The HP S2031 has very limited connectivity, with its only inputs being VGA and DVI. It also doesn't have any USB ports or lock slots. Naturally, connectivity is not going to be a strong suit for a $140 monitor.
The controls for the S2031 are located along the underside of the bezel in the middle of the display. Its controls are only five buttons, and one of them is power. The symbols along the front of the bezel spell out what each button does. The menus themselves are stripped down and straightforward, allowing for a number of settings to be adjusted easily (see the picture below). We doubt many users need an explanation of any of these features, and applaud HP for keeping things simple.
The HP S2031 and the Acer S231HL are priced almost identically--both are about $150. While the Acer has a slightly larger screen at 23 inches, they are designed very similarly as well, both featuring a short stand the balances a rectangular screen not far from the surface it is placed upon. Both feature VGA and DVI inputs, with the Acer's 1 HDMI input giving it an advantage in terms of available ports (still, they are both quite minimal when it comes to possible connections).
The biggest difference between the S2031 and the S231HL are their performances, but even here, they both tested with very similar results. The HP S2031's overall uniformity and color accuracy were better, making it the better bargain in the long run--that is, unless you really need the Acer's HDMI input. We would favor the HP, but with similarities like this, it wouldn't make a difference for most users.
Compared to the ViewSonic VX2450wm (MSRP $224), the HP S2031 is the cheaper of the two monitors with an MSRP of $140. That may have something to do with the difference in screen size (20 inches vs 24 inches), but there are other differences to take into account as well--some of them rather surprising.
One important point to consider is flexibility of design. While the ViewSonic and the HP are very similar in their design schemes to be sure, the HP allows for forward and backward tilt of its display, and even a little bit can sometimes make all the difference. The ViewSonic, on the other hand, is completely static, and might be better off to be wall mounted.
A second point is how many input ports they feature--how do they stack up against one another in terms of multi-device availability? The news isn't good for the HP in this regard: with 2 input ports (VGA and DVI), it has as few as any monitor could get away with. The ViewSonix VX240wm is just as limited, with its only extra input being a 3.5mm audio jack. This lack of clear superiority in any area left us curious as to why the ViewSonic costs almost $100 more than the HP.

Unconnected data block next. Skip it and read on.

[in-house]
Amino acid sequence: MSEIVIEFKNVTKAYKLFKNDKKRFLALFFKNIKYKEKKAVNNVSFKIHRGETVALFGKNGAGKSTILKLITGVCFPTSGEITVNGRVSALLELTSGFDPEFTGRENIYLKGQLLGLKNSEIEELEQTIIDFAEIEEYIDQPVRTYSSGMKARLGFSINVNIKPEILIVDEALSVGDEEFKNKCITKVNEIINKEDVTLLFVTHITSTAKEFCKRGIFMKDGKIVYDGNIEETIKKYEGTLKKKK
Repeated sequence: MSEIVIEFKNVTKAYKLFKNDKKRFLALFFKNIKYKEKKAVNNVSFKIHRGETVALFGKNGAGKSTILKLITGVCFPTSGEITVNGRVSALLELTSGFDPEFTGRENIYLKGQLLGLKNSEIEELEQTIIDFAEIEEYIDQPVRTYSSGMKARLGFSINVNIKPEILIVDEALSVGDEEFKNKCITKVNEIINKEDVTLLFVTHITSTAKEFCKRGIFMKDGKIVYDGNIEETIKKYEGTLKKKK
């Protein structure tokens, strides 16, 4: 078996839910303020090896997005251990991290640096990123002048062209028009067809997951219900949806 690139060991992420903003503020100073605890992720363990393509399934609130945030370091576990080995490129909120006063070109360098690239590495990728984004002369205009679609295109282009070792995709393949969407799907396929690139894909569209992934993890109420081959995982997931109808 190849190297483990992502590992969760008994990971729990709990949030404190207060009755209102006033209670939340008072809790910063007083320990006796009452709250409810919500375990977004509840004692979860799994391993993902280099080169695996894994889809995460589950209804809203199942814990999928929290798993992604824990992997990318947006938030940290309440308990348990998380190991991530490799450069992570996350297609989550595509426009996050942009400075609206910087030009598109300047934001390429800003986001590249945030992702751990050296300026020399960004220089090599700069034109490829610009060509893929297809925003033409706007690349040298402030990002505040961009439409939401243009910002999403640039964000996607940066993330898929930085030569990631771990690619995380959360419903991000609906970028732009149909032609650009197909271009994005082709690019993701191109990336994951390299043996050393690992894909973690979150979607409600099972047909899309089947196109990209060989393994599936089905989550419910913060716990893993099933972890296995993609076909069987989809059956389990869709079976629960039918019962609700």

Finally, the last (and most important aspect) for many users considering purchasing a monitor will be screen performance--color, contrast, and consistency. Surprisingly, the HP S2031 bested the ViewSonic VX2450wm in identical performance tests: the HP had superior color temperature accuracy, a larger maximum contrast ratio, and even did mildly better during our uniformity test.
The HP S2031, a 20-inch budget monitor, retails with an MSRP of $140. Compared to the 24-inch Dell UltraSharp U2412M, it is quite a bit less expensive, with the latter retailing for $324, almost $200 more.
As might be expected, the Dell has a few perks that the HP is lacking. The first of these would be overall design: the Dell's stand allows it to raise and lower height, tilt forward and backward, and rotate to portrait position. In addition, on top of VGA and DVI inputs (the HP's only available inputs), the Dell has two USB inputs located along the side of its bezel.
Despite a few advantages, the HP S2031 was the better monitor in almost all of our color and contrast based performance tests, though not by a terrible amount. But for the price you are paying for both monitors, we feel the HP S2031 offers a better bargain for most users, seeing as you could buy two of them for the price of one Dell U2412M.
The HP S2031 is a fine monitor for its price. While higher end monitors may offer a lot more in the way of connectivity (and it'd be hard not to), it's unlikely that their performance and contrast specs will best those offered by the S2031--and even if they do, it won't be by much. If you're in a profession that requires multi-device inputs and a wider color gamut (such as the Adobe RGB), the S2031 would probably be better served as a backup or secondary display option. But for users in the market for a good, all-around monitor that's not going to give them a heart attack of it falls off a table, the HP S2031 is not a bad choice (though if you're going for the best performance for your budget, the Asus VE208T has been our strongest budget monitor so far).
Meet the tester
Lee has been Reviewed's point person for most television and home theater products since 2012. Lee received Level II certification in TV calibration from the Imaging Science Foundation in 2013. As Editor of the Home Theater vertical, Lee oversees reviews of TVs, monitors, soundbars, and Bluetooth speakers. He also reviews headphones, and has a background in music performance.
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We use standardized and scientific testing methods to scrutinize every product and provide you with objectively accurate results. If you’ve found different results in your own research, email us and we’ll compare notes. If it looks substantial, we’ll gladly re-test a product to try and reproduce these results. After all, peer reviews are a critical part of any scientific process.Shoot us an email